MÖTLEY CRÜE Good night, sweetest of princes. We hardly knüe yüe.

I LOVE Mötley Crüe's first two records, Too Fast for Love and Shout at the Devil. They're classicks. I'll even listen to a little Dr. Feelgood from time to time. But as the band drags its knuckles toward the end of a three-and-a-half-decade career in what they're emphatically calling "The Final Tour," I've been trying to wrap my head around how the fuck Mötley Crüe got to the point where—some 25 years past their prime—they can manage to fill 72 arenas and amphitheaters across the US and Canada.

Even back in 2005—the first time Crüe threatened to quit, 15 years past their prime—they were playing arenas, including Madison Square Garden. It was the same year I saw Ratt play to 40 people in a smelly club in Chico, California. (In a strange twist, John Corabi, who briefly replaced Crüe singer Vince Neil in 1992, was playing with Ratt at the time). Three years before that, I saw Quiet Riot perform in the same club. I'd argue that both those bands are better than Crüe. So is Twisted Sister. Maybe even W.A.S.P.

So what makes Mötley Crüe special? I guess Tommy Lee can steer a boat with his dick, and he's a kickass skinsman onstage, too. Vince Neil can drink, drive, kill his friend, and only serve two weeks in jail. (Neil's now the proud proprietor of his own Tatuado line of tequila.) Nikki Sixx can OD on heroin, come back to life, write a song about it, and go on to host a Sixxessful radio show, Sixx Sense. And Mick Mars is still above ground, his ankylosing spondylitis be damned.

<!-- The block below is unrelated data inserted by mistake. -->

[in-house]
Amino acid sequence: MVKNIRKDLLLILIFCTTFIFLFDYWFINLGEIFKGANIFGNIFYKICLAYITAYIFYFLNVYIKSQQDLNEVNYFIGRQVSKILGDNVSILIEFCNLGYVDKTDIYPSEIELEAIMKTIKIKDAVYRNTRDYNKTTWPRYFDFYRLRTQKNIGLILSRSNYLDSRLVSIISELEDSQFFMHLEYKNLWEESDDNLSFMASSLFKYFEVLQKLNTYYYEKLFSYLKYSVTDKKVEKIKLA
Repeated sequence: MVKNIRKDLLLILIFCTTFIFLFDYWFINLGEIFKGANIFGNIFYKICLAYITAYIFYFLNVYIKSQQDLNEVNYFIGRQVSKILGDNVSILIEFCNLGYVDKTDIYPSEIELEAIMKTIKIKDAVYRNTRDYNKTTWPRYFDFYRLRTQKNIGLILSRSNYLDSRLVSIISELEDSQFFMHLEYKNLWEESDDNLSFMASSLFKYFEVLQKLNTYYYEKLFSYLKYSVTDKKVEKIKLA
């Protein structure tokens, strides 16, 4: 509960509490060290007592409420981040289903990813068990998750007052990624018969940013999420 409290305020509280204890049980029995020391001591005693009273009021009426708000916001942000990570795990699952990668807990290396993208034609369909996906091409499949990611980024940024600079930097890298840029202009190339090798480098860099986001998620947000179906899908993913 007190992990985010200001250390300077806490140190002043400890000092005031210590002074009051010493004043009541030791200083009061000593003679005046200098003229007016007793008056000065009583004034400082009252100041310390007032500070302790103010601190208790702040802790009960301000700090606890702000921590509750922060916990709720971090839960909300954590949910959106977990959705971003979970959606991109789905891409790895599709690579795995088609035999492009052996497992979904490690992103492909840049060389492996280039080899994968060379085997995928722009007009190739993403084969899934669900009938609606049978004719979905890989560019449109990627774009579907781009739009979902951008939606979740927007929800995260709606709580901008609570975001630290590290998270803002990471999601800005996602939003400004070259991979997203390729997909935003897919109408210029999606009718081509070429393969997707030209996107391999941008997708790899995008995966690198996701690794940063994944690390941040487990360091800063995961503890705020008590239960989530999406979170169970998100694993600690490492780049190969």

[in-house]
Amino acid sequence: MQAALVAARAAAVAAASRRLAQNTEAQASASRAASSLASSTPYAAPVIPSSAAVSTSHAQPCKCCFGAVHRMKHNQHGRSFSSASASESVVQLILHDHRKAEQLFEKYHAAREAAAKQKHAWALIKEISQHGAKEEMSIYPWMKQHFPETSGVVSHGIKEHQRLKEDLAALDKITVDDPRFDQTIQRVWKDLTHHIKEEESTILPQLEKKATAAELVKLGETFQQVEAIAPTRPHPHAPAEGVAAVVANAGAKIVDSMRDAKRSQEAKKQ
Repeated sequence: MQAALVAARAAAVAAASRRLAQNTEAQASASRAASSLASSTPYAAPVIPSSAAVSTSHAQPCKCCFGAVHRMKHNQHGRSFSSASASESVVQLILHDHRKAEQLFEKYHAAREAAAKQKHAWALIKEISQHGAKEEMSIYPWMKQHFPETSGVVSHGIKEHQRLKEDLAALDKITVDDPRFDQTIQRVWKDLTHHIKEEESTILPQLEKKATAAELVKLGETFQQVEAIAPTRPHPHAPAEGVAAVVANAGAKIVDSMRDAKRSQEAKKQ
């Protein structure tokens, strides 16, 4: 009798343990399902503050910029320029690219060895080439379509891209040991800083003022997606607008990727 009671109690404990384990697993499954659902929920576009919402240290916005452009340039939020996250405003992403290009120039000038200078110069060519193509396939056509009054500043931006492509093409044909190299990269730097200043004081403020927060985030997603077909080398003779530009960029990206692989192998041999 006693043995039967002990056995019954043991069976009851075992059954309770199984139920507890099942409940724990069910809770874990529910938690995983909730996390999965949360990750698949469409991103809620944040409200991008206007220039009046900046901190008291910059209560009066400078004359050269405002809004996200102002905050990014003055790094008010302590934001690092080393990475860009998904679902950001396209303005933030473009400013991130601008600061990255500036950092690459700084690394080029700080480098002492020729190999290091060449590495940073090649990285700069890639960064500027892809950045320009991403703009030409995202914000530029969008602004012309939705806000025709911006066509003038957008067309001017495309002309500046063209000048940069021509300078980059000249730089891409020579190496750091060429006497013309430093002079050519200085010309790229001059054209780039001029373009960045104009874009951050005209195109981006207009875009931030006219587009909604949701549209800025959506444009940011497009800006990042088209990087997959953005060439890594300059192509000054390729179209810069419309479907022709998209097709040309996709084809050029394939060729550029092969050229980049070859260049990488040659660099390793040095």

Crüe is also credited with inventing the power ballad with "Home Sweet Home," a truly terrible song from their worst record (1985's Theatre of Pain) that, for some reason, every shitty copycat band from LA would try to ape for the next five years.

Like I said, those first two Crüe records are killer—a steaming cocktail of punk rock, glam, and New Wave of British Heavy Metal riffs. Theatre of Pain is awful, and 1987's Girls, Girls, Girls isn't much better. And I forget the names of anything released after 1994. So Mötley has essentially made this career for themselves off three decent albums (that's counting Dr. Feelgood). As far as pop metal goes, Ratt's first three records are just as good. Probably better.

The Dirt didn't hurt. The band's 2001 autobiography—written with author/journalist Neil Strauss—painted a venereal-diseased and drug-fueled picture of '80s excess in the hands (and leather pants) of three twentysomethings (and Mick Mars) who managed to all come out of it alive. The Dirt miraculously made even regular people give a shit about Mötley Crüe, and a movie is currently in the works. Essentially, the band has managed to preserve and cultivate their own legend.

An equal amount of care has gone into hyping this "Final Tour." A press conference held back in January featured the band pulling up in a hearse and answering questions behind personalized tombstones. They even signed a "cessation of touring" agreement, which assures that the four members will never step onstage together again.

If only they'd put the same attention to detail into the actual performances. Mötley Crüe's kickoff at Van Andel Arena in Grand Rapids, Michigan, was littered with flubs, technical glitches, and glares between members. ("The tour has been positioned as a funeral for Mötley Crüe," wrote the Detroit News' Adam Graham, "and in the crowd Wednesday it certainly felt like one.")

The tagline for the Crüe's final tour is "All Bad Things Must Come to an End." No argument here. It probably should've happened in 1991, but then we would've never seen one of the true highlights of the band's 33 years in the biz: Samantha Maloney, who sat in the drum throne from 2000 to 2004—the only woman to ever be a part of Mötley Crüe.